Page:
For the entrepreneur or musician, life should be a constant hustle.  Hustle doesn’t reflect a lack of ethics, it reflects the ability to put yourself into a position to win within what you feel is morally proper.  I believe that hustle has more to do with audacity than anything else.  By audacity I mean a willingness to be bold, but neither arrogant or ignorant.  People that hustle make things happen.  I attribute my hustle to getting into SF MusicTech summit, SXSW, and (most recently) Midem for free.  The hustler looks at a challenge or a sliver of an opportunity with a big reward and goes after it regardless of the fact that many would say the chances of success are too low for it to be worth making an attempt.  The hustler will fail more than those that are less risk averse but they will also be more likely to achieve the biggest wins.  Those that aim high may not always make it through the hoop, but those that aim low never will.

About 3 months ago I was at a music hackathon hosted by MIT.  There I met up with Danny Kirschner, a friend I had made at SF MusicTech a month earlier.  We had a shared interest in how digital content was distributed and monetized.  We saw a problem with the traditional distribution model and how it created uneven revenues and engagement throughout the year.  Bundio, a platform enabling creators of digital content (bands, DJs, authors, etc) to set up their own direct to fan monthly subscription service, was born.  We see micro-subscriptions as a way to generate a recurring revenue for creators and recurring engagement with their audience.  By the time this piece reaches the web Bundio will be live and ready to use.

I passed the Palais des Festivals et des Congrès on my left as I reached my halfway point.  This was where Midem had taken place earlier in the day. Hours ago there had been artists, managers, tech companies and record labels from all corners of the map swarming the conference center and trying to make deals.  I flew to Cannes with the intention of learning more about the international music industry and was not disappointed.  Digital Music News recently published a snarky article criticizing Midem for under-attendance and a way for executives to expense a trip to Cannes.  The position of the article was that real-world meetups were becoming less and less relevant with the prevalence and ease of online communications.  I respectfully disagree with DMN.  There will never be a perfect substitute for sitting directly across from someone and locking eyes.  The internet certainly facilitates connections, but being mere inches from another person allows energy and passion to transfer like nothing else.  Perhaps big industry executives can just pick up a phone and the person on the other line will run to grab it.  With startups, the in-person will always hold value because we need a deeper connection to those with which we make remarkable things happen.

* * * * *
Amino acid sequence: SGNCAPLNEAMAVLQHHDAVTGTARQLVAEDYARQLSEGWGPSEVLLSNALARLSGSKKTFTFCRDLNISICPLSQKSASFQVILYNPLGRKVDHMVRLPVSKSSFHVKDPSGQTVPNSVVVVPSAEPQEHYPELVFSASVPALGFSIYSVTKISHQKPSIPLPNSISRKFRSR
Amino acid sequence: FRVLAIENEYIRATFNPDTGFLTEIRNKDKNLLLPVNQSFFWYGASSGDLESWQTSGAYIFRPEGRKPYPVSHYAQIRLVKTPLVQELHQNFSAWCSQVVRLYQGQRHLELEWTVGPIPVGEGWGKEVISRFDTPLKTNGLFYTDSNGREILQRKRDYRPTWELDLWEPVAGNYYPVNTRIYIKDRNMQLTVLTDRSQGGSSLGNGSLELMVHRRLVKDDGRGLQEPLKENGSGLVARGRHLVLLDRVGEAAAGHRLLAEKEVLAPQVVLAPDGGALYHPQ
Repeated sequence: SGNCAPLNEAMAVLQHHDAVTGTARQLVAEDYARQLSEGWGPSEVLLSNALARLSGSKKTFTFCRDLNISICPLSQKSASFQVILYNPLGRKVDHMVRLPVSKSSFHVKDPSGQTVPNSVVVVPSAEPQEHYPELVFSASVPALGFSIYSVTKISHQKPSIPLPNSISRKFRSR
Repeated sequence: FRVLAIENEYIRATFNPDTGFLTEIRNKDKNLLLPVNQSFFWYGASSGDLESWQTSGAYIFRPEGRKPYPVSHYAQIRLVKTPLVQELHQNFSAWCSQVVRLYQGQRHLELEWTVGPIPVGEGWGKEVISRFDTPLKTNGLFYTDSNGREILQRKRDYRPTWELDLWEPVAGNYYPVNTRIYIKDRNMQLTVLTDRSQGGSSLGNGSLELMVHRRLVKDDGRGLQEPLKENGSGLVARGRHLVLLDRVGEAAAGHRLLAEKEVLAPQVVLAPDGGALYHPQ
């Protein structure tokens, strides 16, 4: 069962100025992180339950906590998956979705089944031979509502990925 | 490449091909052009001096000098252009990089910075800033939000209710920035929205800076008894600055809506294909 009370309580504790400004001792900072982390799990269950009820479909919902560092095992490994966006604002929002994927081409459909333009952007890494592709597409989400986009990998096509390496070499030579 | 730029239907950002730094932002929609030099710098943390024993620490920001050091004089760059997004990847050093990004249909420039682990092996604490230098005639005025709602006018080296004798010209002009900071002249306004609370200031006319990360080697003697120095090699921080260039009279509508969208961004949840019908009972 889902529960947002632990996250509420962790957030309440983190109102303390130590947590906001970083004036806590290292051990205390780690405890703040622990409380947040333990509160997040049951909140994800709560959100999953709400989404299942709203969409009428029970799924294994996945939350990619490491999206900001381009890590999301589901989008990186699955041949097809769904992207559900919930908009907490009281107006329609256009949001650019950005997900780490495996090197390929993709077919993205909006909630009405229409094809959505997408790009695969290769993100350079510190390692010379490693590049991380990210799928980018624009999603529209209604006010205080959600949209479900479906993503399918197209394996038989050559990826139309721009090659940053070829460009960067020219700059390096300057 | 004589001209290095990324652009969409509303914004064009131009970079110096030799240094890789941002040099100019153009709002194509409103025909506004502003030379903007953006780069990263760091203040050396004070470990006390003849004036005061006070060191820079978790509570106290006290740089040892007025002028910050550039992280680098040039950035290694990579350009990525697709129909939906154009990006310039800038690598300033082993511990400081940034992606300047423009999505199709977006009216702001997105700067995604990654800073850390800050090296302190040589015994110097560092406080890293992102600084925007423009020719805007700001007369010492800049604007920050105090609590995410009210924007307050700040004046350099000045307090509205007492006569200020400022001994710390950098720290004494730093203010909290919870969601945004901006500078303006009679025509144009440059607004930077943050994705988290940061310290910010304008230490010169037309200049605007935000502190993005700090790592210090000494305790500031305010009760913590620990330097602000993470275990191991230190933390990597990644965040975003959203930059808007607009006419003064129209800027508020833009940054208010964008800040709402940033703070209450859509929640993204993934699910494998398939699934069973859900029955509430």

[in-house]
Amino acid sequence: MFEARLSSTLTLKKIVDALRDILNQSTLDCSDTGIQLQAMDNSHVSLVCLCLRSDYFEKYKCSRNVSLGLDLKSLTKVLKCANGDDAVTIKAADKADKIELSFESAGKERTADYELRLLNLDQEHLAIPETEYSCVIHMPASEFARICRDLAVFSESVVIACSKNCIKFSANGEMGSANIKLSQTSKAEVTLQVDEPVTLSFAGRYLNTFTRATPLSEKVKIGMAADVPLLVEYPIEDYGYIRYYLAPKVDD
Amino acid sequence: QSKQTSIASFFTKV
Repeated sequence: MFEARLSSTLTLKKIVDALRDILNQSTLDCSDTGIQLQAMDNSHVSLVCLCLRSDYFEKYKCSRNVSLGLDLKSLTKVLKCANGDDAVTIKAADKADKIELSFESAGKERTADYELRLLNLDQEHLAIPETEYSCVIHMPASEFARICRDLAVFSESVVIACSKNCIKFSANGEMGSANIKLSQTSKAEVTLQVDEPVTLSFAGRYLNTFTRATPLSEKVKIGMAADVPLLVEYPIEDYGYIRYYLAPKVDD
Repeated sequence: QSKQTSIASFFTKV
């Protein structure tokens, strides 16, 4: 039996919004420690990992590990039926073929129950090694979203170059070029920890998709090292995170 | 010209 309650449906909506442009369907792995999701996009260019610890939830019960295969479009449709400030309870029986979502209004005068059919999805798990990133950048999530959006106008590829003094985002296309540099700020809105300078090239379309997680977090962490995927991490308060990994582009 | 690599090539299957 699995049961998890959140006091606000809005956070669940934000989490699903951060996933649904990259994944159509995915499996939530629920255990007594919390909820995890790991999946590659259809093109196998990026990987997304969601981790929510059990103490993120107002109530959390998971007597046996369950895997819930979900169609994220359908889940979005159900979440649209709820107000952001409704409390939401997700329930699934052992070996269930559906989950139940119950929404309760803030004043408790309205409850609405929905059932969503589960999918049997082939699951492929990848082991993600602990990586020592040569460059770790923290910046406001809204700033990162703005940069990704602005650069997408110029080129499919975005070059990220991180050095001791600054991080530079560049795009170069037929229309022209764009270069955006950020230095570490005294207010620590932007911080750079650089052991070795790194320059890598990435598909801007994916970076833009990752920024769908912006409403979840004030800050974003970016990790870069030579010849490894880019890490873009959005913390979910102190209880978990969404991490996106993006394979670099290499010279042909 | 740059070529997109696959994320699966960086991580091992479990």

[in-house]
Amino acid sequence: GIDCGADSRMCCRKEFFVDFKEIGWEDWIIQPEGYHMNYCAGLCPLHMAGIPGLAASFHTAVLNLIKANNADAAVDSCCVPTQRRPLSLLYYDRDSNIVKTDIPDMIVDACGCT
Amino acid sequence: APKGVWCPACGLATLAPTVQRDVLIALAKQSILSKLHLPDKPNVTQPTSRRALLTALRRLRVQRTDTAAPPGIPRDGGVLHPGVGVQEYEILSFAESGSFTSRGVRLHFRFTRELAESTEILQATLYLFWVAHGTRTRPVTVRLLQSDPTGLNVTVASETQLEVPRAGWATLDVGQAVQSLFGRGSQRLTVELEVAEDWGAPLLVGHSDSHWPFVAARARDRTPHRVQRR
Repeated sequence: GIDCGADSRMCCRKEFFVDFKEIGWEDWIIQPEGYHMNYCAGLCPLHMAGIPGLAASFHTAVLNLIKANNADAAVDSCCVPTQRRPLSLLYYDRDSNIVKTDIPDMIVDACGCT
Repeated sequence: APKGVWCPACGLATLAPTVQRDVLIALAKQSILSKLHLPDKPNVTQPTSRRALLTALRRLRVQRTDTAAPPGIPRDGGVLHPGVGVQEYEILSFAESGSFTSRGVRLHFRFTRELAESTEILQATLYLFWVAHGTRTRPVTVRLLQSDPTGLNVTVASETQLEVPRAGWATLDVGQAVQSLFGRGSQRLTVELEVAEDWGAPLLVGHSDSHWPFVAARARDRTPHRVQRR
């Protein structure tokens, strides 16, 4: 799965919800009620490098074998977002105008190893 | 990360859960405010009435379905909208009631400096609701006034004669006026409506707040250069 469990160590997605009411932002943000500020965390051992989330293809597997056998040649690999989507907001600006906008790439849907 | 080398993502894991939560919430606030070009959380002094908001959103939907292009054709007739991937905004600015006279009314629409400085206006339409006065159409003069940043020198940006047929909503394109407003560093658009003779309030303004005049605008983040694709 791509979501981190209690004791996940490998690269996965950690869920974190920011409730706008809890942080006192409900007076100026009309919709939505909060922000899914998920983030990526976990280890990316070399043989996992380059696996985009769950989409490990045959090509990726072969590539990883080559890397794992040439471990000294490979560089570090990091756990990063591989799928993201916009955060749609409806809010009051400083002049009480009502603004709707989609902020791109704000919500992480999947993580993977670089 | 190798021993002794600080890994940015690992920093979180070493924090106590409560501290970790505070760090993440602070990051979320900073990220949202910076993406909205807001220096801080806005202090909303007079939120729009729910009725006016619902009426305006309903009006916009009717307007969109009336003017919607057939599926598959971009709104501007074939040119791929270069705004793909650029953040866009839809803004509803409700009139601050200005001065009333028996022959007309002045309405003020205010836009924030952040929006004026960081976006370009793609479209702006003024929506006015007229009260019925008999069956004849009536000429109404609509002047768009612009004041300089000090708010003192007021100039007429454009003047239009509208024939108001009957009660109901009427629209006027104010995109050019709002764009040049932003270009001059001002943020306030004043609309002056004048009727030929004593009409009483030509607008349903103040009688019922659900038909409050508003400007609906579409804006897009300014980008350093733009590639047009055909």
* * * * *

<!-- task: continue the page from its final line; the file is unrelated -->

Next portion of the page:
At Midem I was able to connect with people whose values were aligned with my own.  I was able to meet with some of the hottest startups, the most cutting edge independent labels and most promising artists and get some exciting deals in motion.  Upon arriving for the first day I met up with a current Bottol client and we discussed the atmosphere of the conference as we sat watching startups pitching their merits to a panel of judges.  We both agreed Midem was more about what happened off-stage than on and discussed our plans and goals for the next few days.  Following up with him it seems we both accomplished what we made the long journey for.

I was nearing my hotel.  It was 5:20am and I could see that the farmers market was getting set up.  I had just come from the beach where I had bumped into some Berklee Valencia students and a Yale grad who had created an exciting new startup giving a band greater insight into their fanbase.  As I walked alone through the darkness I felt more like an entrepreneur than ever before.  We are all alone, attempting the new and untested.  Bundio was live and I was alive.